Although they’re both drawn from the same vine, there are a multitude of differences between cane and rattan. In the current age, more and more people are invested in sustainable, eco-friendly home features. To that end, vine-sourced materials have soared in popularity and are still being refined to maximise comfort, accessibility and durability. Cane and rattan are two of the leading materials in the industry.
Due to the various mouldable styles and accessories, cane-based furniture can be applied to a range of aesthetics and interior designs. However, they are broadly recognised for their light, earthy tones, offering a natural design along with the potential to appear modern and contemporary. This often complements homeowners’ desires for their home features to reflect their preference for natural sustainability.
But what exactly is the difference between the two? Despite being widely confused with each other, there are variations between cane and rattan, including other vine materials, which often get caught up in the confusion. Read on to find out how to tell your natural-look furniture fabrications apart!
The Rattan Plant
Native to the South-East Asian region, rattan is a diverse vine plant known as a climbing palm, named for its tendency to grow upwards in a climbing pattern along trees and branches. It has pseudonyms such as ratan and Malacca cane, and despite regular attempts to cultivate it agriculturally, the vast majority is harvested from the wild. They typically grow in clusters and are relatively straightforward to harvest.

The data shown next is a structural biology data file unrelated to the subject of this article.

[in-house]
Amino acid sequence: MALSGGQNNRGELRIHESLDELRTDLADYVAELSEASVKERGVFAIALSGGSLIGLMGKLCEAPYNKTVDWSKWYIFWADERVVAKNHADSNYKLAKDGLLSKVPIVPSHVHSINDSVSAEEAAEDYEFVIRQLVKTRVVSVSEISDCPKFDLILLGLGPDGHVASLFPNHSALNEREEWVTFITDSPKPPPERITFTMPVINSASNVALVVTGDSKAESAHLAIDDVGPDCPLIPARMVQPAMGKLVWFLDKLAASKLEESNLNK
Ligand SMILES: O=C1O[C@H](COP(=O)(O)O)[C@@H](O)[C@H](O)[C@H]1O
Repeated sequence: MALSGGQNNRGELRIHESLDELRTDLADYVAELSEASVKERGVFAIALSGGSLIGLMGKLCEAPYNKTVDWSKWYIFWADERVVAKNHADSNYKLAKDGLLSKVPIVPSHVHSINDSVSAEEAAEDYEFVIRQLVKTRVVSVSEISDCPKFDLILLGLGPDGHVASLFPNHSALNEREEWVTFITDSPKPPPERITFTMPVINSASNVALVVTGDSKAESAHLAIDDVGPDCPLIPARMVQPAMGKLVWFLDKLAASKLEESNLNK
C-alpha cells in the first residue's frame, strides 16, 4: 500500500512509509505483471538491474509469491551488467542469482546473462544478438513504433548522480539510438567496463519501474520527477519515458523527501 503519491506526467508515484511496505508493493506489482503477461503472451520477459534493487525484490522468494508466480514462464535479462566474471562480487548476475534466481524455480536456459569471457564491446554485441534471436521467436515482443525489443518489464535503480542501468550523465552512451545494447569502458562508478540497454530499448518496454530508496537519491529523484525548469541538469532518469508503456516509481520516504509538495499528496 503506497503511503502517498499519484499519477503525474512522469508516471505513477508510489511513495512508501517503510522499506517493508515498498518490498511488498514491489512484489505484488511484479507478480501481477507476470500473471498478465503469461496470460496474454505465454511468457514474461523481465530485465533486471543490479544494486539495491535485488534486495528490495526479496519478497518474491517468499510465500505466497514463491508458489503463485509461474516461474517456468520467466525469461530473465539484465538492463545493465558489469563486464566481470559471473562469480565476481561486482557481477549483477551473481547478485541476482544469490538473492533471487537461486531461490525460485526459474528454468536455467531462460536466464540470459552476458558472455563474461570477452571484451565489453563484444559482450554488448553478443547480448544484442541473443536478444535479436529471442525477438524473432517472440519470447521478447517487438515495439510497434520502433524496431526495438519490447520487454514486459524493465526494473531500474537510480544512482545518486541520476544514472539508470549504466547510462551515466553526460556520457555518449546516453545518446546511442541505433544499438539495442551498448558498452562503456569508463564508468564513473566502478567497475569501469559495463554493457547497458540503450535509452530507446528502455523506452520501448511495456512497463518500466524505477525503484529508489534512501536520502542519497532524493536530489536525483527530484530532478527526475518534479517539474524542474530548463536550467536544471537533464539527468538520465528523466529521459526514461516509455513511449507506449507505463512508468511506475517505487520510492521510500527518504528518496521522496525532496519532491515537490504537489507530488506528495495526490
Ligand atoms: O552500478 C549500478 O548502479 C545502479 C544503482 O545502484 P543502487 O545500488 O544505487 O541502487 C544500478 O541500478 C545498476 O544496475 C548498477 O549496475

The presence of rattan harvesting often lends towards the protection of forest environments, as it provides an alternative to expensive, devastating timber logging. Some rattan species even produce edible fruit, and the shoot can be used as a vegetable. Unlike other common vine plants such as bamboo, rattan isn’t hollow and has durable vine fibres running through its stem. It gives it a more flexible shape, allowing it to bend in the wind and rain. This internal material is what we refer to as cane.
The Key Differences
Since rattan is made of the fully harvested vine from the plant after treatment and painting, it retains the same of its source as a construction material. Cane is derived from the rattan vine by splitting it open, stripping it down and exposing the central fibre within. Unlike rattan, cane doesn’t need to be treated to be ready for use as a manufacturing material and is generally more durable than rattan.
When bound tightly together, cane provides an unmatched level of strength, especially in relation to its remarkably low weight. By carefully measuring the perpendicular lengths to cane to be woven perpendicularly, the material can make a curved pattern which provides a unique element of roundness and curve to chairs, cabinet doors and other styles of furniture. For this reason, cane often proves to be the more popular, beneficial material for conservatory furniture.
Another vine-derived definition which is thrown into the mix is wicker, which is also confused for cane and rattan frequently. Unlike other materials which are specifically drawn from certain species of plant, wicker can be made out of rattan, bamboo, reed and many more. The reason for this is it is a product defined by its method rather than its source.
Wicker takes very thin branches of various vines and wraps them around wooden or metal frames. This often requires less material than cane or rattan products, as much of the furniture’s strength and shape are provided by the frame. Whilst still somewhat eco-friendly, the sustainability of wicker features is dependent on the kind of frame used.
Cane Conservatory Furniture Prices
Interested in acquiring a gorgeous new set of cane conservatory furniture? Our range offers a variety of different styles and colours to define your interior space. Check out our Swindon showroom for a first-hand look.